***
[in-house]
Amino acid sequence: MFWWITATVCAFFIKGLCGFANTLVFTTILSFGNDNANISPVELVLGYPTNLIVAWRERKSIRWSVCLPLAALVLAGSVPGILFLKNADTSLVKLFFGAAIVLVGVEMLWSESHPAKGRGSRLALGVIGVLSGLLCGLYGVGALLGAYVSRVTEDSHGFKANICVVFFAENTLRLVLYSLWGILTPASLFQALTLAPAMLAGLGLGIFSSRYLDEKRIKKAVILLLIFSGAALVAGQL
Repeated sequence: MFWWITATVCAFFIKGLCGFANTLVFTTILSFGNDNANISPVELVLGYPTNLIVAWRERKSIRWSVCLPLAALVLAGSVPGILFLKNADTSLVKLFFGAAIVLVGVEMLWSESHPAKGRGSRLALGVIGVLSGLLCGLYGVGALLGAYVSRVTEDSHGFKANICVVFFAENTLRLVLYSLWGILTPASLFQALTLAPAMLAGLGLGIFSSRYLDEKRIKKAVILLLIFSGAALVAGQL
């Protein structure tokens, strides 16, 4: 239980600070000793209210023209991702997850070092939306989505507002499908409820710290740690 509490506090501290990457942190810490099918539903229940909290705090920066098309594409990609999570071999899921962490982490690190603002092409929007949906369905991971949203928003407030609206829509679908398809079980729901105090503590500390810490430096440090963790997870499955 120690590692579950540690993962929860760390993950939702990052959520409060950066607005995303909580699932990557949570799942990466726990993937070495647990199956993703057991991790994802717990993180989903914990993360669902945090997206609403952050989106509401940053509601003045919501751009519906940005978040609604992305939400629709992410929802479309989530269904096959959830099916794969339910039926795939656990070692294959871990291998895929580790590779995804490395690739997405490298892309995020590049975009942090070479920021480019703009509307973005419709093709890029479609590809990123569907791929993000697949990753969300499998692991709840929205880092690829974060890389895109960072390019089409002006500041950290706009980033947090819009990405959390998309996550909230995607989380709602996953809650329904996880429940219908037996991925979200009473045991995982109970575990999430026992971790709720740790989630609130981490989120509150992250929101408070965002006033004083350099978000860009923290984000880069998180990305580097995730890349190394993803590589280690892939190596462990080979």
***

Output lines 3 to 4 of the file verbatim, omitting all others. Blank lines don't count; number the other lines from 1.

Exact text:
Repeated sequence: MFWWITATVCAFFIKGLCGFANTLVFTTILSFGNDNANISPVELVLGYPTNLIVAWRERKSIRWSVCLPLAALVLAGSVPGILFLKNADTSLVKLFFGAAIVLVGVEMLWSESHPAKGRGSRLALGVIGVLSGLLCGLYGVGALLGAYVSRVTEDSHGFKANICVVFFAENTLRLVLYSLWGILTPASLFQALTLAPAMLAGLGLGIFSSRYLDEKRIKKAVILLLIFSGAALVAGQL
């Protein structure tokens, strides 16, 4: 239980600070000793209210023209991702997850070092939306989505507002499908409820710290740690 509490506090501290990457942190810490099918539903229940909290705090920066098309594409990609999570071999899921962490982490690190603002092409929007949906369905991971949203928003407030609206829509679908398809079980729901105090503590500390810490430096440090963790997870499955 120690590692579950540690993962929860760390993950939702990052959520409060950066607005995303909580699932990557949570799942990466726990993937070495647990199956993703057991991790994802717990993180989903914990993360669902945090997206609403952050989106509401940053509601003045919501751009519906940005978040609604992305939400629709992410929802479309989530269904096959959830099916794969339910039926795939656990070692294959871990291998895929580790590779995804490395690739997405490298892309995020590049975009942090070479920021480019703009509307973005419709093709890029479609590809990123569907791929993000697949990753969300499998692991709840929205880092690829974060890389895109960072390019089409002006500041950290706009980033947090819009990405959390998309996550909230995607989380709602996953809650329904996880429940219908037996991925979200009473045991995982109970575990999430026992971790709720740790989630609130981490989120509150992250929101408070965002006033004083350099978000860009923290984000880069998180990305580097995730890349190394993803590589280690892939190596462990080979």